New car purchases, as one of the most important items of discretionary spending in private households, were postponed in 2013 due to uncertainty about income growth. A 5 percent drop in new vehicle registrations resulted in substantial decline in turnover for the vehicle trade for the second year in succession. Even though this was offset by the vehicle repair sector, revenues in the industry have fallen by almost 1 percent in real terms. As the average number of new car registrations has grown in recent months, at least a moderate upturn in demand for cars can be expected.
Due to its dependence on industry and exports, the wholesale sector is particularly badly affected by weak industrial performance. Turnover in the sector declined steadily during 2013 by an annual average of 3.3 percent, adjusted for inflation. However, owing to the strong correlation with industrial activity, the sector will certainly grow again when the economy picks up again in 2014.
Retail spending rose in 2013 and turnover in the sector increased by an annual average of 1.4 percent in nominal terms. Adjusted for inflation there was a slight decline which should at least be compensated for in 2014. Consumer sentiment in Austria has improved in recent months and marginally stronger growth in real incomes will provide further stimulus.
Service industries report only a slow recovery
Activity in the service sector gained some slight momentum in the second half of 2013, driven by business services, the transport sector and gastronomy. The sector ended 2013 with a 1.5 percent increase in turnover in nominal terms. Bank Austria economist Günter Wolf emphasised that "business confidence and rising employment figures in the most important areas of the service sector in recent months point to a strengthening of the recovery in 2014, even if the services sector still lacks momentum in a long-term comparison."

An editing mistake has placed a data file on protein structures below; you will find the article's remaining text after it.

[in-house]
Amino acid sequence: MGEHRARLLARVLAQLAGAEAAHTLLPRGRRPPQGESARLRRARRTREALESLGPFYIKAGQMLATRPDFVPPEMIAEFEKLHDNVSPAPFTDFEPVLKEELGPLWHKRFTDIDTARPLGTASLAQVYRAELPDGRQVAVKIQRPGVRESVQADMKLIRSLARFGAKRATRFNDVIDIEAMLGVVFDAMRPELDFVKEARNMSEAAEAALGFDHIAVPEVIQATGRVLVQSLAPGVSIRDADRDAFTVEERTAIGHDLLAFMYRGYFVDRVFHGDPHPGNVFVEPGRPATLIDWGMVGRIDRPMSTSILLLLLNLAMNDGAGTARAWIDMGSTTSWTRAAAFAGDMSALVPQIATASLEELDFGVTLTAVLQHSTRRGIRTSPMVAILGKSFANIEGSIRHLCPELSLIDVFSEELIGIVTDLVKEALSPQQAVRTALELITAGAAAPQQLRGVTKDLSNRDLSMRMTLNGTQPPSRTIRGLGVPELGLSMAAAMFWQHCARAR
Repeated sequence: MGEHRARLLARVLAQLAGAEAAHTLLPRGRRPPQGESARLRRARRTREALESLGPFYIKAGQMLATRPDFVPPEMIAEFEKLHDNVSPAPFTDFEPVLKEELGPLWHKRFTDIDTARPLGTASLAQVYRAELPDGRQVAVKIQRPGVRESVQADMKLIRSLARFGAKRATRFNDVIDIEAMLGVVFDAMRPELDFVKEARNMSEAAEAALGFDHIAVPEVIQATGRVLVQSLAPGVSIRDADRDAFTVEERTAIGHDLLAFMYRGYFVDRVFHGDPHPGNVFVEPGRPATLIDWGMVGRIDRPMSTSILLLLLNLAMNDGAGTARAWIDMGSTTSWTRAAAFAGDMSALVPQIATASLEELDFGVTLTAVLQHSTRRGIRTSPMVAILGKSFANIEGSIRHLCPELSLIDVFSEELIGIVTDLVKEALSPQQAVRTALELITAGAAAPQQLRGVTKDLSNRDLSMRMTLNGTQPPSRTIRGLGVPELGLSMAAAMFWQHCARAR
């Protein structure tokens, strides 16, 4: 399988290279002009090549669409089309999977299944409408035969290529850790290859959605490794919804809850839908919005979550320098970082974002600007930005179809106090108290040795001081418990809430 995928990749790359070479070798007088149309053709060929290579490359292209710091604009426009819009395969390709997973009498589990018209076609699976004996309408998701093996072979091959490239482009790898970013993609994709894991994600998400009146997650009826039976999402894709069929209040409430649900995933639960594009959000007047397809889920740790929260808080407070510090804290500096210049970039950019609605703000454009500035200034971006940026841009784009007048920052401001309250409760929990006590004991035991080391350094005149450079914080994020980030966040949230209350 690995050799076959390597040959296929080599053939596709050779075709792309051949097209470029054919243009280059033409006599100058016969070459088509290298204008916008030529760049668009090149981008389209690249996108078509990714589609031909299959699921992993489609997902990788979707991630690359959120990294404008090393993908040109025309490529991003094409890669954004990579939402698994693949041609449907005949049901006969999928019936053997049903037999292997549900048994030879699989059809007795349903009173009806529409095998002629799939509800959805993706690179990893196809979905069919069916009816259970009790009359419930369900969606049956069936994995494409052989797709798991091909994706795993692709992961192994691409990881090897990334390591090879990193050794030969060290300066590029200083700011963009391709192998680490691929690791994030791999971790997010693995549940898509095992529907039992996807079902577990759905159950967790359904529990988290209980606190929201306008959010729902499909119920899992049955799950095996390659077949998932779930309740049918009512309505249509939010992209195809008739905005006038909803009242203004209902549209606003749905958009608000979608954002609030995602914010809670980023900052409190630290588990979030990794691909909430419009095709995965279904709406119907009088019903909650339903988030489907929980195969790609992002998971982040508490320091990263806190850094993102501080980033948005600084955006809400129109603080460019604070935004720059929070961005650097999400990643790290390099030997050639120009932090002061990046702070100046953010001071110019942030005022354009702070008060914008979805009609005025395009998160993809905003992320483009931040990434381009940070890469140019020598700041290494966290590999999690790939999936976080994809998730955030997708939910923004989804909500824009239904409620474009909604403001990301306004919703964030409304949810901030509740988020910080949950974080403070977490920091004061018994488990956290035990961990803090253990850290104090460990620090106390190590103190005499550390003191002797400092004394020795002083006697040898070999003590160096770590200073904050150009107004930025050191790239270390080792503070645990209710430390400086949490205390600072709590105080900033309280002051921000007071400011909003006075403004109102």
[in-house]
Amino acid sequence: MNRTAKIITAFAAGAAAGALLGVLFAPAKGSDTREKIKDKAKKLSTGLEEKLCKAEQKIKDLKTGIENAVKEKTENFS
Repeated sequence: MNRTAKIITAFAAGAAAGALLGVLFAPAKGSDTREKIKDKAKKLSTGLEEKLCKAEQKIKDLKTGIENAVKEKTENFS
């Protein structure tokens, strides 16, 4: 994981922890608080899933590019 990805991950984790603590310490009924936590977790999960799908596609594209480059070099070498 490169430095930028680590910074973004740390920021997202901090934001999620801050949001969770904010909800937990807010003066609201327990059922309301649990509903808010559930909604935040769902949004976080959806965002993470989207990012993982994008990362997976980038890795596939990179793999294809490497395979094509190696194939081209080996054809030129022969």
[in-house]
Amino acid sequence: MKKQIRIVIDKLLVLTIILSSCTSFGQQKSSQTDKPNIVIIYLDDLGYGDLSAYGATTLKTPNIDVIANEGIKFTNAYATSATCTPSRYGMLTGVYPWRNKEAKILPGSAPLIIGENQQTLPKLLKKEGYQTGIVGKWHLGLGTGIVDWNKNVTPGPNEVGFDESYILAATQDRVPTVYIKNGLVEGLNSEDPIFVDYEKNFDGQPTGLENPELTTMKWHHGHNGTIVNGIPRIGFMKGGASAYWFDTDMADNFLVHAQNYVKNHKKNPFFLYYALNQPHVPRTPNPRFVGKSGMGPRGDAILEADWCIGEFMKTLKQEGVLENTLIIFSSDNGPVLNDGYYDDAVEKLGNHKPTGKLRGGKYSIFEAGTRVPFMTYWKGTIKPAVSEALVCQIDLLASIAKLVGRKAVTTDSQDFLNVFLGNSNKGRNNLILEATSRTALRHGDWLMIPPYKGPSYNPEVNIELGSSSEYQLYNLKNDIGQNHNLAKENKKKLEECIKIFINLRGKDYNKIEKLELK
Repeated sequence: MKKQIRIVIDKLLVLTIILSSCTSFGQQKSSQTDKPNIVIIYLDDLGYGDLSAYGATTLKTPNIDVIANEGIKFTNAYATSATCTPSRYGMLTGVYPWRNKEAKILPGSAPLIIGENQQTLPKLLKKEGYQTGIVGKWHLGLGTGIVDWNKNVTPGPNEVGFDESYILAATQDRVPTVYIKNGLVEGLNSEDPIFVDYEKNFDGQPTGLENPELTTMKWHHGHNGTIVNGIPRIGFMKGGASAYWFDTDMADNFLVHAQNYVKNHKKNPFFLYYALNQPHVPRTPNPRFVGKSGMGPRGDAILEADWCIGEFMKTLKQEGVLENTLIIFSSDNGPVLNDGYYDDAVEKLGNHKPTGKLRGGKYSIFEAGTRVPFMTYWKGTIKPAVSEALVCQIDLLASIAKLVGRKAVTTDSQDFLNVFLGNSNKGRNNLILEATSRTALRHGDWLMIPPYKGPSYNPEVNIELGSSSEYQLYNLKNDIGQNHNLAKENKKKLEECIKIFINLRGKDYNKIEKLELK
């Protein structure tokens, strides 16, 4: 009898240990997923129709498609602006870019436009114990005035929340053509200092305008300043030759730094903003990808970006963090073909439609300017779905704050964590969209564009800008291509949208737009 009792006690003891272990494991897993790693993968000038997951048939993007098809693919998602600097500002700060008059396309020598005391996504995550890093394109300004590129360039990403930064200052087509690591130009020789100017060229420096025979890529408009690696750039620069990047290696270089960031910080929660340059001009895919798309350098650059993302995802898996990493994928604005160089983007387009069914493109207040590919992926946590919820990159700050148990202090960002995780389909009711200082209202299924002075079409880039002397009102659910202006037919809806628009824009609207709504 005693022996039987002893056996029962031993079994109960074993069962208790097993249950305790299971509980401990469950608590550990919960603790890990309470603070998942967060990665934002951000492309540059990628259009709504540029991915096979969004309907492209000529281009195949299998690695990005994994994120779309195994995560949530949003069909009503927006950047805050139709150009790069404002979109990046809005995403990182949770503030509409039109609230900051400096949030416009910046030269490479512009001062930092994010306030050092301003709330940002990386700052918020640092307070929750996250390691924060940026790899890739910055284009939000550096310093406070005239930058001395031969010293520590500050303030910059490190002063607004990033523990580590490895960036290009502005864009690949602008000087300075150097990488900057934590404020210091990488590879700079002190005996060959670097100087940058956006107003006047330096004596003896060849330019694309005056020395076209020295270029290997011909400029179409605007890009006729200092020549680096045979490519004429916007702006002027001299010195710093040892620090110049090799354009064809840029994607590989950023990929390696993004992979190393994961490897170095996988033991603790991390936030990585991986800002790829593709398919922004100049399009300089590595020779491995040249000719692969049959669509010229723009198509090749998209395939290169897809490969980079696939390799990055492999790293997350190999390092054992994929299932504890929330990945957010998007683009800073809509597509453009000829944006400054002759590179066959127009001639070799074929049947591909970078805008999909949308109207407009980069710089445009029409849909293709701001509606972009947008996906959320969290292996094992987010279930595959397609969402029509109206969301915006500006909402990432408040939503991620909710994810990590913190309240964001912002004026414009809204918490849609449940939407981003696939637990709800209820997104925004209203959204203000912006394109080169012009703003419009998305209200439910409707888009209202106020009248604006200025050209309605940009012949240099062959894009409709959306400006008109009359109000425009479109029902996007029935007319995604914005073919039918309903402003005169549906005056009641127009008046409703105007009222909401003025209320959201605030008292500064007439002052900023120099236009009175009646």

Other business services such as security firms and cleaning companies were some of the fastest growing lines of business in 2013 with nominal sales growth of more than 4 percent and almost 7 percent respectively. In contrast, employment agencies reported a slight decline in turnover on an annual average. In addition, the branch has shed 4.5 percent of its employees, pointing to cautious capacity planning and difficulties in utilising capacity, particularly in industry which is one of its most important customers. The fact that the decline in employment slowed as the year progressed indicates that the level of industrial activity is stabilising. The 3 percent nominal growth in turnover generated by land transport in 2013 can be explained by the gradual recovery in industry. At the same time, other transport service providers, freight forwarding firms, parcel services and the aviation sector each saw their turnover decline by around 1 percent. Business expectations in early 2014 at least signal a recovery in the sector.
Activity in the IT services sector only slowed down slightly in 2013 and picked up again in early 2014, as measured by the more confident business expectations. In contrast, the outlook among telecommunications providers remained negative while competition and price pressure remained strong. In 2013 the sector reported a decline in turnover of 2.8 percent in nominal terms for the sixth year in succession.
Another driver in the services sector in 2013 was the hotel and catering industry which reported turnover growth of 3.5 percent in nominal terms. Taking into account lively tourism demand in the current winter season and the expected economic recovery in Europe the result should improve still further in 2014.
Enquiries: Bank Austria Economics & Market Analysis Austria